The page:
Monday, August 8, 2011

Pixie's Ramadaan: Personal Updates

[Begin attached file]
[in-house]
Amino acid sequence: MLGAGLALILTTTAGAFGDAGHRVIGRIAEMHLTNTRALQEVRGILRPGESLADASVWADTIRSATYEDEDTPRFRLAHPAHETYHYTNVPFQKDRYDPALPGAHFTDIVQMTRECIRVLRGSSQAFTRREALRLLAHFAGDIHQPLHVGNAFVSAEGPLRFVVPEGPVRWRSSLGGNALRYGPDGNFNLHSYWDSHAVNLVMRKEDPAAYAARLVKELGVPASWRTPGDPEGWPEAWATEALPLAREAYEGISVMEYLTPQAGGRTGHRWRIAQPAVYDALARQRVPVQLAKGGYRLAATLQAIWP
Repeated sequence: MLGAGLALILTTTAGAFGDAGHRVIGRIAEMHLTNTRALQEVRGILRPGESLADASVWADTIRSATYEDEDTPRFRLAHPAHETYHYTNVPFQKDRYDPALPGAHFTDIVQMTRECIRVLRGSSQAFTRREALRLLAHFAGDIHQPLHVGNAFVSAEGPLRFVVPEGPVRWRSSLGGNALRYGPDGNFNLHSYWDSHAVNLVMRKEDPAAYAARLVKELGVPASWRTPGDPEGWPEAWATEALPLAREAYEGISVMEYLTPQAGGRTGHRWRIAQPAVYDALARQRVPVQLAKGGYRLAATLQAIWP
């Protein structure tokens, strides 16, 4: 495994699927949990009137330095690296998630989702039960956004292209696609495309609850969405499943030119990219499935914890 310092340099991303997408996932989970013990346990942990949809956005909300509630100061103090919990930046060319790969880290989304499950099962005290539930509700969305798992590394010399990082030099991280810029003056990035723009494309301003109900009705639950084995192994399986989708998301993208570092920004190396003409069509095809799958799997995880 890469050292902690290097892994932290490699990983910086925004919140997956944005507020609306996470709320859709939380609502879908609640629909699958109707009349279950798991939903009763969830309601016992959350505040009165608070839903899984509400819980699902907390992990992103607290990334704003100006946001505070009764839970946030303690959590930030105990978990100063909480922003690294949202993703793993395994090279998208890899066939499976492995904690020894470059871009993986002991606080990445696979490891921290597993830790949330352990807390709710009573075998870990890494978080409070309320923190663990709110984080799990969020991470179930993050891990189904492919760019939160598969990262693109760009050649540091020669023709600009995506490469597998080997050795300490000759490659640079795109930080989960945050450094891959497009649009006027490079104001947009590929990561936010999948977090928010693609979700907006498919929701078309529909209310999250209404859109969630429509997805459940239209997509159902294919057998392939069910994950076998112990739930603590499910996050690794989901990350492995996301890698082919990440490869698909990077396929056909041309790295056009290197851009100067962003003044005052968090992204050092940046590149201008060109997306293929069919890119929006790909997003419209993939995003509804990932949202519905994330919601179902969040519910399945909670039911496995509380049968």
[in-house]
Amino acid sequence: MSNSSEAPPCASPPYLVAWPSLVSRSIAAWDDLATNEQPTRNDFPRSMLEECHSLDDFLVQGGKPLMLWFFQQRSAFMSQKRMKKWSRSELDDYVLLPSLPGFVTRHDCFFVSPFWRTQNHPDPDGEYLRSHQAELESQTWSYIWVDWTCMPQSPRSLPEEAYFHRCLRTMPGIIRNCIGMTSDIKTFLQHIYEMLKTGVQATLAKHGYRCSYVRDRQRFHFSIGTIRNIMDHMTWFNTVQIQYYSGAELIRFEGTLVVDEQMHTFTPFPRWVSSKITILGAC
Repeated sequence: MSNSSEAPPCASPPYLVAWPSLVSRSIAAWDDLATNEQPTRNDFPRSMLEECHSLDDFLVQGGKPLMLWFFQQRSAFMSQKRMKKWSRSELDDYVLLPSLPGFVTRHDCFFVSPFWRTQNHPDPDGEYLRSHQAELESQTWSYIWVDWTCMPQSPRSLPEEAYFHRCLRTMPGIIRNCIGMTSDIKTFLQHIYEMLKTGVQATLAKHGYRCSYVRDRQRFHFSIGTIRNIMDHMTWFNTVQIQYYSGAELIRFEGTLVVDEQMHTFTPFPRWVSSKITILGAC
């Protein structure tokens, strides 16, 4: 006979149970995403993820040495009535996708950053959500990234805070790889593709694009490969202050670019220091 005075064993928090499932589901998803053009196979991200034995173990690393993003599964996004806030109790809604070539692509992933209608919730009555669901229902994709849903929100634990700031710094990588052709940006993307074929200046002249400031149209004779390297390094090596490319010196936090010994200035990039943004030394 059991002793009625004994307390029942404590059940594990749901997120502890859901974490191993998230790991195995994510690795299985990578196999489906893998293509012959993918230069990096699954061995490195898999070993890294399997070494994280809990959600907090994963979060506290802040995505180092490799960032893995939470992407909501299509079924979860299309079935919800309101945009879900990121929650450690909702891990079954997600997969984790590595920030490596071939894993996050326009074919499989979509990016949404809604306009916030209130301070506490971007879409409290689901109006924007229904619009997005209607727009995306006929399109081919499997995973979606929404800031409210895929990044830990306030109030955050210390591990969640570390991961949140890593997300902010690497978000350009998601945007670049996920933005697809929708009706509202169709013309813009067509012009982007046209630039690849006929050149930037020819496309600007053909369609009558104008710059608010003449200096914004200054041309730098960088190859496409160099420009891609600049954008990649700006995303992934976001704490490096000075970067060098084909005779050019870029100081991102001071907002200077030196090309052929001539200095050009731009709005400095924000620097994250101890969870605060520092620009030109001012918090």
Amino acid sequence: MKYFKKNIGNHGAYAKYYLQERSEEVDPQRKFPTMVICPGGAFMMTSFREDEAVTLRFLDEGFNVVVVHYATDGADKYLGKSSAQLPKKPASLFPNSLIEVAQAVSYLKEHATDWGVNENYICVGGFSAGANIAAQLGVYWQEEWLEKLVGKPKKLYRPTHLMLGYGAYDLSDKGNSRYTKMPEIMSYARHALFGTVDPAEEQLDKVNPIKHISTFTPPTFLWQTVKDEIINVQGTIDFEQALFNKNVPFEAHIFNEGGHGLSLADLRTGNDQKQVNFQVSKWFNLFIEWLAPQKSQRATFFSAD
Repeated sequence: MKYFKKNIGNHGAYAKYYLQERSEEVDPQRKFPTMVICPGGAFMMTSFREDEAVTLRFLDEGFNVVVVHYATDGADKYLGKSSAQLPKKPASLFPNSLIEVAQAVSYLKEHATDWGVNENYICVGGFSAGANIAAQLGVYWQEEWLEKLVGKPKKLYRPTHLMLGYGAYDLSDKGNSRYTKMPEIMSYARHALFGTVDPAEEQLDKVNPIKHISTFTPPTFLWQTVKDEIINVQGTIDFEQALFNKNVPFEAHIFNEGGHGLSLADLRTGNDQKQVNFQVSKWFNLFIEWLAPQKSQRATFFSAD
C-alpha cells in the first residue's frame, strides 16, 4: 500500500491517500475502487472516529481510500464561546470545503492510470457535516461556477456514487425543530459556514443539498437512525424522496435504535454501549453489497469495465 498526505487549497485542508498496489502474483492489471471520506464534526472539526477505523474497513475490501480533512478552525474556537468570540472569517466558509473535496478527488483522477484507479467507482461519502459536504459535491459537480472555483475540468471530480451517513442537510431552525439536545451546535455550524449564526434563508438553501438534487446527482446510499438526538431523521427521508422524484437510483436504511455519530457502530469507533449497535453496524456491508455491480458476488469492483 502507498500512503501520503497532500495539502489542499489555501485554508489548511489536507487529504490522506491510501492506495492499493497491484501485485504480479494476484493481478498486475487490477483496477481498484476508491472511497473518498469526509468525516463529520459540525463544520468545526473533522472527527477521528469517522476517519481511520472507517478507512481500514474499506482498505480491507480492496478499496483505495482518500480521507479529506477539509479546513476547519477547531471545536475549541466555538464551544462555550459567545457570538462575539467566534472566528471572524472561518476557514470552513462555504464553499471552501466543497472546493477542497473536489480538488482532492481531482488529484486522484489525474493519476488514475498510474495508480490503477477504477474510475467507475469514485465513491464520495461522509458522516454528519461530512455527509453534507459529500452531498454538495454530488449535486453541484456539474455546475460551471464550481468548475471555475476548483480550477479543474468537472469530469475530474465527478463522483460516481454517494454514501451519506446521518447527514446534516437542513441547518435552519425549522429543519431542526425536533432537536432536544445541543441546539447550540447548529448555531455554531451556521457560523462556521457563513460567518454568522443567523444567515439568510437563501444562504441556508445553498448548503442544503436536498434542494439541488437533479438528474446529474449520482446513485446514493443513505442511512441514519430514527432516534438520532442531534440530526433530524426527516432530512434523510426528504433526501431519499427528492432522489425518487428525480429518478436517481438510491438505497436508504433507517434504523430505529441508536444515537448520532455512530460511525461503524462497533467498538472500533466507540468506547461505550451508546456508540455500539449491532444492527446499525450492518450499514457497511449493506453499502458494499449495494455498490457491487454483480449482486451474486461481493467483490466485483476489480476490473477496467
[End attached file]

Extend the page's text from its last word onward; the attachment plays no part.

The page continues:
Asalaam alaykom ramatullahi wa barakto ladies,: So sorry I haven't updated alot. I don't use net regularily even when not fasting, and it is hard to make time for it when I am trying to get to my Ramadaan goals: read the whole Qu'ran, memorize 3 new surahs, make all my sunnah prayers and do some extra dhikr and get on my duas (I am lazy at duas). That, and prepare Iftar meals, clean up, make sure husband gets up, animals get fed, and I respond to any greetings anyone has sent me. And before Ramadaan I was quite ill. I was having a heart condition related to the pregnancy, that has alhamdulilah, gone away now that I have been taking it easier. I am not allowed to walk for more than 10 minutes at a time just to keep the stress off the heart. Thus also, I haven't been able to take any more orders for the BeautifulMuslimahOnlineBoutique for the meantime. For those of you who sent me the first inqueries and recieved your abaya orders, thank you for your patience while I negotiated with the tailors;). [BTW, don't you just love how I have keenly hid my baby bump with our centerpiece lantern?]So, to answer the first of the many comment questions I haven't gotten around to answering yet, there is a big difference between fasting in Oman as opposed to fasting in Canada. In Oman, Islam is the major religion, and non-Muslims and those not fasting are actually requested not to eat, drink, smoke, chew gum, et all, in public. Which is ridiculous to me as Islam doesn't actually rule this, but almost all the expats respect it. I mean, if they have to eat they run to the bathroom and scarf down a bagel behind the bathroom stall doors in the mall. Also, for the men I guess it is easier, as women here tend to dress alot more modestly, even the expatriots, even though Oman has no enforced dress code. The Masjids proivde free suhoor and iftar for those less privellaged, there are sadaqah collection boxes everywhere, and anyone Muslim gets shortened working hours. There are Mosques on almost every street so going to and from Taraweeah prayers should be easy for everyone. These are the benefits that alas, Canada did not have. But unlike Canada, due to the large muslim population, you also get the "cultural" fasters. They overeat, don't pray, sleep all day, show-off by overdoing meals and buying new cars and clothes ect..... Yeah, not really doing anything but not eating. Not exactly Ramadaan.Question #2 {wa alaykom e salaam ramatullahi wa barakto Anna;)}: what is my take on fasting while pregnant? Well, for me personally, I don't believe it is obligatory to do so, but if one is at a stage in their pregnancy where they and the baby are healthy enough to sustain the fast, they should fast, as there is so much reward in Ramadaan, really, you wouldn't want to miss it if you didn't have to. Due to health reasons, I haven't been able to fast every day of Ramadaan so far. But I have, alhamdulilah, managed to fast more days than I haven't. For me, choosing not to fast depends on a few things. #1, if I start to have any health complications such as low blood sugar or blood pressure levels, heart palpatations, feigntness of breath, seeing splotches, or migraine headaches. All these are signs of "you can't fast now". #2 I throw up. Throwing up breaks the fast anyways so even if I intended to fast if I throw up, I call the fast off. #3 If the baby is hungry. I can tell my hunger pains from the baby's at this stage in the pregnancy. When the baby is hungry she makes me feel like I will be sick. If I am hungry it is a pain in my chest up to my throat. Also, the baby's hunger pains are accompanied by heartburn. Mine are not. This would differ between pregnant women but I know my body well enough to know what is me and what is the baby. #4 If one has to take any mandatory day time medications. I don't, so this doesn't effect my ability to fast. Those are the things that decide if I should fast or not. I also find, if you are pregnant, eating Suhoor is a must, AT LEAST a small cup of water, and 3 dates. The baby needs that or it will be tooooo hungry to healthily make it until magraib.